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Movie Review: Born to Win


Born to Win comes to us from writer-director Frans Cronjé, who brought us Faith Like Potatoes and Hansie. If you've seen any of his films you'll have a good idea of what to expect from his latest faith-based coming-of-age drama. Each of Cronjé's films deal with real-life Job characters, who face great personal challenges and adversity only to rise above their circumstances. It's a story that Cronjé identifies with and one that he manages to tell with great heart again and again in his inspiring films.

Born to Win charts the life story of Leon Terblanche, a reluctant pilgrim whose tough childhood and difficult home life impacted his eventual marriage, family and relationship with God. While it starts with Leon as a child, abandoned and separated from his family, we quickly catch up to the adult Terblanche in his college days and ensuing marriage and career as he rekindles his faith.

Terblanche is played by Greg Kriek, who could be Neil Patrick Harris's long lost, good-looking brother. Kriek is a rising star and delivers a solid lead performance, proving to be a likable, sincere and vulnerable every man. He's the tent pole for an ensemble of promising to mixed performances and carries the drama's integrity with great heart.

Kriek is supported by Leoné Pienaar as Elmarie, his dedicated wife, who while not quite as effortless, gives her character a jaded disposition and a convincing air of disappointment with the struggling marriage. Marie Cronjé completes the family unit as Brigitte, their daughter, delivering a quiet, sincere and emotionally intelligent performance in a key role. Cobus Venter chimes in as Leon's best friend, Henco, participating in most of the film's lighter moments and echoing a natural easy-going and naive Jason Segel.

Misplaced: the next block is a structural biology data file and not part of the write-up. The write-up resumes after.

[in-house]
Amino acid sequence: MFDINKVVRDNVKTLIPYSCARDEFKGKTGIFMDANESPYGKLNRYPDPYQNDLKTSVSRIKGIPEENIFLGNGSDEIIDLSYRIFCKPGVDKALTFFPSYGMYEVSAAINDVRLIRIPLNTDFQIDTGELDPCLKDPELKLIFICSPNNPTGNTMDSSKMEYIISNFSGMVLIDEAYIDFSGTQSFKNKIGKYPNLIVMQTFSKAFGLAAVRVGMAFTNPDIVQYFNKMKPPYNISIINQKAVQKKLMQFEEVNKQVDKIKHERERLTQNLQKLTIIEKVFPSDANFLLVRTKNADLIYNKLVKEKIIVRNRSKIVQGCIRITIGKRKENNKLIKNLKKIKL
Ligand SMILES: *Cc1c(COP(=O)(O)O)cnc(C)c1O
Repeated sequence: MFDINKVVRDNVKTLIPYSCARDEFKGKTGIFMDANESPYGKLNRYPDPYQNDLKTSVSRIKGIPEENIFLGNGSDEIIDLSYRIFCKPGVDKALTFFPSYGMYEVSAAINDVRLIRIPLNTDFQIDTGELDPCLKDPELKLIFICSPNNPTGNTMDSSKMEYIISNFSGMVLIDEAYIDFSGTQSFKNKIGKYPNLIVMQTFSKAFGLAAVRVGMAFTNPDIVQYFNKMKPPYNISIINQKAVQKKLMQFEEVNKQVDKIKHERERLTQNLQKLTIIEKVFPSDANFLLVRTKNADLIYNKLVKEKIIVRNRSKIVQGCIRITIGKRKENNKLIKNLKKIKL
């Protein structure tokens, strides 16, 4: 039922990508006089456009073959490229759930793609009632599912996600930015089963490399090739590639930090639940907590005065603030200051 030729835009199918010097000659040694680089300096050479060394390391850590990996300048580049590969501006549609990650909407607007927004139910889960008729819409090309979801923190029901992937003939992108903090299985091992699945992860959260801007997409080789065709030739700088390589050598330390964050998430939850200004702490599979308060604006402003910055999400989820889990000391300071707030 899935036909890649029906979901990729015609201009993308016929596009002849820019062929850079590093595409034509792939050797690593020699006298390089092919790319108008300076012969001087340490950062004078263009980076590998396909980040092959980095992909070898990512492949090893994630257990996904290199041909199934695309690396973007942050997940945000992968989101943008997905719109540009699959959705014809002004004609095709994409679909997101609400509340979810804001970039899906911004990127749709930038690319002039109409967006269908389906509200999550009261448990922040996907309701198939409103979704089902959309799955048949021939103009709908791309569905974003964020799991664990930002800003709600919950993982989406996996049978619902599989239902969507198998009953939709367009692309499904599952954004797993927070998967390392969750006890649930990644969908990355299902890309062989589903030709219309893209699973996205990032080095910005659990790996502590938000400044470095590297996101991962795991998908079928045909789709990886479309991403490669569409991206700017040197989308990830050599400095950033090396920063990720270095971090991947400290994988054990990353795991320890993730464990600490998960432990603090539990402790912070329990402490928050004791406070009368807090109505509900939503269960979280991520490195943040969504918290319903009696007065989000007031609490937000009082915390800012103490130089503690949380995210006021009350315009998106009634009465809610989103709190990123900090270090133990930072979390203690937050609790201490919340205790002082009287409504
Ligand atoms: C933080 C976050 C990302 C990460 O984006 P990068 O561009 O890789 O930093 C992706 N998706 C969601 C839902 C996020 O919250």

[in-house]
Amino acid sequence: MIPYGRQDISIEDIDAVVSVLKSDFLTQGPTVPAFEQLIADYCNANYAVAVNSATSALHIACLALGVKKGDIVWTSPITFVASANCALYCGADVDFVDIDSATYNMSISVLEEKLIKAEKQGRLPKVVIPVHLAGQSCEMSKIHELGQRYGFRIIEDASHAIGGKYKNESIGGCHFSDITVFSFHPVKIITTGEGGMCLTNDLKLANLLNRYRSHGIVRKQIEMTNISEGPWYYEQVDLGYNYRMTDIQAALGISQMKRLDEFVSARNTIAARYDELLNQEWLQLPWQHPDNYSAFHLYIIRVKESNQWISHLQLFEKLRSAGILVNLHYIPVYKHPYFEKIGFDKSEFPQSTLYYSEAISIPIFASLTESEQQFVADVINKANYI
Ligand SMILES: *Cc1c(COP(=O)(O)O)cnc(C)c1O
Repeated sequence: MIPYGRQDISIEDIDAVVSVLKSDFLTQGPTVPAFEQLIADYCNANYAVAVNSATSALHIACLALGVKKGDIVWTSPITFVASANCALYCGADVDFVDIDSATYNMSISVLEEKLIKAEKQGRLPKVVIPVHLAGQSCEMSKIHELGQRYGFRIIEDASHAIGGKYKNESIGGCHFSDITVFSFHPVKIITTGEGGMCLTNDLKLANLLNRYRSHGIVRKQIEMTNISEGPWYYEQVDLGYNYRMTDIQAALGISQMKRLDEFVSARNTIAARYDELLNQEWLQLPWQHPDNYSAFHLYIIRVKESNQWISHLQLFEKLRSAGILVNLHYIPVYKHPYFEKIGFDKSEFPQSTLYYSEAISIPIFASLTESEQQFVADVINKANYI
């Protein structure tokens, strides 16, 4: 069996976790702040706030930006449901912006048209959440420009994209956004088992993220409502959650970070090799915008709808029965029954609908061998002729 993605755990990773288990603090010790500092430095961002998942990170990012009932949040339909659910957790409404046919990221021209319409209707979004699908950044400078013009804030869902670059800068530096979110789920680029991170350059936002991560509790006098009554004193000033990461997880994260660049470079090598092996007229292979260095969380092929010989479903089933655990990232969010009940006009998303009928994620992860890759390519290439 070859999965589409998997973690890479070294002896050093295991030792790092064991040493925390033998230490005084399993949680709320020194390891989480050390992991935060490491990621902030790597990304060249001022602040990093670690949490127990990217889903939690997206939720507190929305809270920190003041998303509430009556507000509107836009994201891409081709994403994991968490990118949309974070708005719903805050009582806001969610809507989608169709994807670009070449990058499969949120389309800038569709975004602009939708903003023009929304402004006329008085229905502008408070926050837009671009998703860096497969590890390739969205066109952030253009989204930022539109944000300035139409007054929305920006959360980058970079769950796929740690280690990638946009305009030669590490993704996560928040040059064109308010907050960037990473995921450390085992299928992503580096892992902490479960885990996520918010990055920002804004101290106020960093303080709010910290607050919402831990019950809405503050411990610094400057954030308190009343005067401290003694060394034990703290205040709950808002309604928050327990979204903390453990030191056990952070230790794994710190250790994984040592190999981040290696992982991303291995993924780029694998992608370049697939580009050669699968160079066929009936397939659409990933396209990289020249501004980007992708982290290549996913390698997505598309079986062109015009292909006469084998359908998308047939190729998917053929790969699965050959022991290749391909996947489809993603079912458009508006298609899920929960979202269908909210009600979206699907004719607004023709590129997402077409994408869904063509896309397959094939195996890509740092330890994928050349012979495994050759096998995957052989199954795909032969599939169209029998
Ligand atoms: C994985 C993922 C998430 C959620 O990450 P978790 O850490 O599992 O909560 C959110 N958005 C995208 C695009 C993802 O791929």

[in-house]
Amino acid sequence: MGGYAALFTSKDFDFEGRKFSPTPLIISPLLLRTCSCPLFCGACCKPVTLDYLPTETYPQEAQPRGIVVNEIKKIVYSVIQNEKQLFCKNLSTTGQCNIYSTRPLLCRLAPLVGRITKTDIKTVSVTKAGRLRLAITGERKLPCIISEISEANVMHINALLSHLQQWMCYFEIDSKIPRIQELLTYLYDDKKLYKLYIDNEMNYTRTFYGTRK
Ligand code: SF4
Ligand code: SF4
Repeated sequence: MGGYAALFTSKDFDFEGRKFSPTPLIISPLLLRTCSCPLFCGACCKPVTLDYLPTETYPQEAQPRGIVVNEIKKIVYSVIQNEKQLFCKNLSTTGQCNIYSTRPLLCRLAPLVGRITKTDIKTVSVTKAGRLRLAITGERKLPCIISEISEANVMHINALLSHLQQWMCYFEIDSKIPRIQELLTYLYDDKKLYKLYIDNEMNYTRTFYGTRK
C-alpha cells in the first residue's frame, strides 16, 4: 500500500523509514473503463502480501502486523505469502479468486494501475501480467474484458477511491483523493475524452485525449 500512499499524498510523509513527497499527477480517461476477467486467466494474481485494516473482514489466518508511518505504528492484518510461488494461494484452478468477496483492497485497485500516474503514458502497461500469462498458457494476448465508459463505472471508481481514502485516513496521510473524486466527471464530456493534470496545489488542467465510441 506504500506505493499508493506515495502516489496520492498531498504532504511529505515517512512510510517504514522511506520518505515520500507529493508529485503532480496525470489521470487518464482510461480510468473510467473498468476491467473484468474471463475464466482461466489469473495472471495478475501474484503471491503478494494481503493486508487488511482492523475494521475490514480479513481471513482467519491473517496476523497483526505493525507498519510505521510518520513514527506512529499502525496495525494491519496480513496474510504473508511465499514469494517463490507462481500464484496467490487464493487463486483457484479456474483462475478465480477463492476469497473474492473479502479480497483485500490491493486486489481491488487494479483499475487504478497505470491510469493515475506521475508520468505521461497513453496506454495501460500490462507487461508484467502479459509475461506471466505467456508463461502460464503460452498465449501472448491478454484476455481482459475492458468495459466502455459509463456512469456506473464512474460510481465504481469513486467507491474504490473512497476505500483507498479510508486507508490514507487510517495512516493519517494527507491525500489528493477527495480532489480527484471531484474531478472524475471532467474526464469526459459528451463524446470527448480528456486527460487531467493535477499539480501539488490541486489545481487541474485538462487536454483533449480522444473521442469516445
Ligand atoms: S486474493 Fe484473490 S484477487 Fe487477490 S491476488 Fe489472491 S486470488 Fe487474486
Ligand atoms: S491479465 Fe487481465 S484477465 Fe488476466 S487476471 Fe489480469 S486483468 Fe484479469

Born to Win Movie 2014

"Stop! In the name of love."

While overtly Christian, this coming-of-age message movie functions as a moving and powerful testimony, with many parallels to The Perfect Wave. It's an unashamed tearjerker, which will reach the hearts of even the most hardened cynics with its blend of real-life adversities and setbacks. While the emotional aspect of the storytelling is a core focus, it overextends into a maudlin tone. While this sentimental purge will hit home for many audiences, it does become a bit cloying.

If it weren't based on a true story, Born to Win might come across as somewhat contrived. We've got to take the story on its own terms as a homegrown message from the heart. Apart from a few minor sound editing and wardrobe issues, Born to Win has good production values, making the most of its resources.

While you get the impression the film-makers tried to be as subtle as possible with the visions, representing God as a person or voice will always tend to feel inauthentic. Unfortunately, these transcendent dream moments, while beautiful, didn't really feel nested in the story.

Born to Win is trying to reach new audiences with its message, but will fare best with church-going folk, making it a case of preaching to (or re-affirming) the choir. It probably won't give Leon Terblanche the same status as Angus Buchan from Faith Like Potatoes, yet will serve as a powerful testimony to those needing hope in difficult times. Born to Win will break your heart, but it won't steal it.

The bottom line: Inspiring


 
Movie Review: The Expendables 3


The Expendables is a concept that just won't die. As long as action heroes continue to lose their box office mojo and Stallone is able to wear a beret, we'll have The Expendables: even if they eventually turn him into a digital mission control entity. We're indebted to RamboCommando and all the muscle man action heroes from the '80s and by denying them, we're essentially crushing our childhood.

While, ironically, The Expendables series is regarded as a step up from Step Up... both have a pretty similar formula. Instead of dance sequences, it's action... making real acting and story, not as important as just showing up. The heroes are coasting on their collective careers instead of trying to inject any real life into their thinly scripted characters and it's mostly about blowing stuff up, lacing camaraderie around Jason Statham smirking and some cheesy one-liners.

It's fun to see the Old Guard give one last charge with a wink-wink here and a wink-wink there, here a wink, there a wink, everywhere a wink-wink. We're compelled by the fact that we're not watching zombies, but living and breathing hard men approaching the age of 70. The first one seemed like a desperate money grab, but whichever way you look at it, it's still appealing to think of all these former glory guys banding together.